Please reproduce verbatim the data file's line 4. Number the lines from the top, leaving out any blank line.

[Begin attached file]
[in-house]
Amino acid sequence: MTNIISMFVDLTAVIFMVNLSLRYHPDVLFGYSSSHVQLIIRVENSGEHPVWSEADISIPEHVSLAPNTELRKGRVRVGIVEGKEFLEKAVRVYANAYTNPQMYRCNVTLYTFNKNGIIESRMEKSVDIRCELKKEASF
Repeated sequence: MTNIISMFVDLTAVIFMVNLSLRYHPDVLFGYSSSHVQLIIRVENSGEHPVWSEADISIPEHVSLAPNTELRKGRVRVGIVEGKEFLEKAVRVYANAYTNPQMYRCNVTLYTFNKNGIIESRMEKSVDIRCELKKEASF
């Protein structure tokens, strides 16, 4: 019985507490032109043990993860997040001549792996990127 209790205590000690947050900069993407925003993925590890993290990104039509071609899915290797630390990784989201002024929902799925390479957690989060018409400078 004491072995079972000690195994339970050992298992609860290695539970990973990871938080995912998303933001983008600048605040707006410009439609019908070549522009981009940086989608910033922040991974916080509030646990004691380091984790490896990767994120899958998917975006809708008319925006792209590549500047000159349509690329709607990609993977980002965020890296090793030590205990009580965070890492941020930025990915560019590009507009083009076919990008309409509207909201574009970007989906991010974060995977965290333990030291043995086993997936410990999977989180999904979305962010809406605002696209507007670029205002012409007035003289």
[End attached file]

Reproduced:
């Protein structure tokens, strides 16, 4: 019985507490032109043990993860997040001549792996990127 209790205590000690947050900069993407925003993925590890993290990104039509071609899915290797630390990784989201002024929902799925390479957690989060018409400078 004491072995079972000690195994339970050992298992609860290695539970990973990871938080995912998303933001983008600048605040707006410009439609019908070549522009981009940086989608910033922040991974916080509030646990004691380091984790490896990767994120899958998917975006809708008319925006792209590549500047000159349509690329709607990609993977980002965020890296090793030590205990009580965070890492941020930025990915560019590009507009083009076919990008309409509207909201574009970007989906991010974060995977965290333990030291043995086993997936410990999977989180999904979305962010809406605002696209507007670029205002012409007035003289």